STEFANO BENSI, GENERAL MANAGER, SOFTBANK ROBOTICS EMEA
The first six months of 2020 have challenged the global economy at a scale not seen in almost 100 years and the Great Depression of the 1930s.
It is impossible to predict exactly how deep and how long-lasting the economic impact of the COVID-19 pandemic will be, never mind the social and cultural impact.
Without doubt, the business world will change significantly as a result. New ways of working, servicing customers and managing supply chains will alter many industries
for good. In many cases, organisations have moved from ‘digital-first’ to ‘digital- only’ operations almost overnight. Digital transformation and operational change programmes that would usually take years to implement have been rushed through in a matter of days.
More than anything perhaps, the COVID-19 pandemic has highlighted the importance
of business resilience and agility across all operations. Those businesses that have managed to weather the storm (and in some instances meet heightened consumer demand) have been those with the processes, technologies and skills to adapt to a dynamic and rapidly changing environment.
It is therefore extremely timely that this research paper looks at the potential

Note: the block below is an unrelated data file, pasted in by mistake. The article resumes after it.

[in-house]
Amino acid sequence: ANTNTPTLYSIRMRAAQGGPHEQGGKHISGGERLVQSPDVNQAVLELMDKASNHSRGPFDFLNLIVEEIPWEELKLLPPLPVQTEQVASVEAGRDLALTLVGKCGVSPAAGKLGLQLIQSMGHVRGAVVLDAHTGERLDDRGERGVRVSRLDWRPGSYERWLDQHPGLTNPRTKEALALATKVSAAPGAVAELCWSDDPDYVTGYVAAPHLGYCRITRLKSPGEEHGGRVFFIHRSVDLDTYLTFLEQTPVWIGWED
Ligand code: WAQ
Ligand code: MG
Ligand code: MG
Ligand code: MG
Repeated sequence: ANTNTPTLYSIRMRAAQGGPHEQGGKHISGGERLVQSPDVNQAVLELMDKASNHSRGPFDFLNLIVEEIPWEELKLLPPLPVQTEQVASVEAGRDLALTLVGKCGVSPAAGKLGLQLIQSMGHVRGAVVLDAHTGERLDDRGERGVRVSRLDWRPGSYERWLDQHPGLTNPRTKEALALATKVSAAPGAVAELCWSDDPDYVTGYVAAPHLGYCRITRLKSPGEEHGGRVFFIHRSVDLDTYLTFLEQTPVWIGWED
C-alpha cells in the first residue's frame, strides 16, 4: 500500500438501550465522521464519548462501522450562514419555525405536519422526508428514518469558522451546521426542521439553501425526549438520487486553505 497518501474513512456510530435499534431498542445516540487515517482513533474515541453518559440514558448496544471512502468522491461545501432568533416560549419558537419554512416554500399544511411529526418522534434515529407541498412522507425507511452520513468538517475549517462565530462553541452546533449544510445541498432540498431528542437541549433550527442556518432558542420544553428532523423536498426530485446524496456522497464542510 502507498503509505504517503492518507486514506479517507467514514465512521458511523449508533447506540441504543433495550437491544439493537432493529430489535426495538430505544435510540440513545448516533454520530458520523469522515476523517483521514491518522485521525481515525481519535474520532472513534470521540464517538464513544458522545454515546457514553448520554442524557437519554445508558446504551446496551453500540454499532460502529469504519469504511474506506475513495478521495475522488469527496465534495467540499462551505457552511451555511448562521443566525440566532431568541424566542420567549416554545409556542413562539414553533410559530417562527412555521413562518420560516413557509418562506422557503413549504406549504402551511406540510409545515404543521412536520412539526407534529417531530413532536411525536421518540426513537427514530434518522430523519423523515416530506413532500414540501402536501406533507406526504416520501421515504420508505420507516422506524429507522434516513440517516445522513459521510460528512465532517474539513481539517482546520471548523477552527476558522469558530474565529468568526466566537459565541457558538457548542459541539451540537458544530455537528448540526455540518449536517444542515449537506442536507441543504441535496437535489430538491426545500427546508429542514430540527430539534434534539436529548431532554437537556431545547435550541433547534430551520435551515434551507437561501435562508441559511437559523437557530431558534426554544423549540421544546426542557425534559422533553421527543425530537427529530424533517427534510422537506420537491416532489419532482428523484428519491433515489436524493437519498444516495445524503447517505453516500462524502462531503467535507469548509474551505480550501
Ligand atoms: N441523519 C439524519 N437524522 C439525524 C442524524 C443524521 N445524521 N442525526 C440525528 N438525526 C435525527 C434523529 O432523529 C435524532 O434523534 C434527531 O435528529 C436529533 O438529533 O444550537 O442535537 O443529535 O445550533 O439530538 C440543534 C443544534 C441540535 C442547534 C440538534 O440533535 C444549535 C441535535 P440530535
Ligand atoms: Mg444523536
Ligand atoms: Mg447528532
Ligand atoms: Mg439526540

for cobotics (the collaboration between people and machines or robots) to drive performance, productivity and agility within the facility management industry. The research was carried out right at the beginning of the COVID-19 pandemic in Europe, just as business leaders were recognising the scale of the challenge ahead.
The research finds that leaders within the facility management sector recognise the potential for cobotics to improve overall performance within their operations and deliver commercial efficiencies. Interestingly, it also reveals the extent to which FM leaders are aware of the need to re-invent their resourcing and commercial models going forward, to take advantage of the relative strengths of both people and machines by forging a hybrid workforce.
Indeed, one of the biggest lessons of 2020 for organisations across all sectors is that so many business continuity or disaster recovery plans fail when they are completely reliant on having access to people on site. COVID-19 has exposed the vulnerability of businesses
to the needs of people. Where staff have been unable to travel to a workplace or where significant numbers of workers have been off sick or required to self-isolate, resourcing has been a huge challenge.
This is particularly true within facility management where staff attrition and absenteeism has always been high. Activities such as cleaning will always be heavily reliant on the skills and commitment of people but by deploying cobots within a cleaning team to take on the repetitive and time-consuming tasks such as vacuuming, businesses can minimise their exposure to risk.
The British Institute of Cleaning Science is the largest independent, professional and educational body within the cleaning industry with over 40,000 Individual and Corporate Members in the UK and Internationally.
To raise the standards of education and to build awareness of the cleaning industry through professional standards and accredited training, thereby;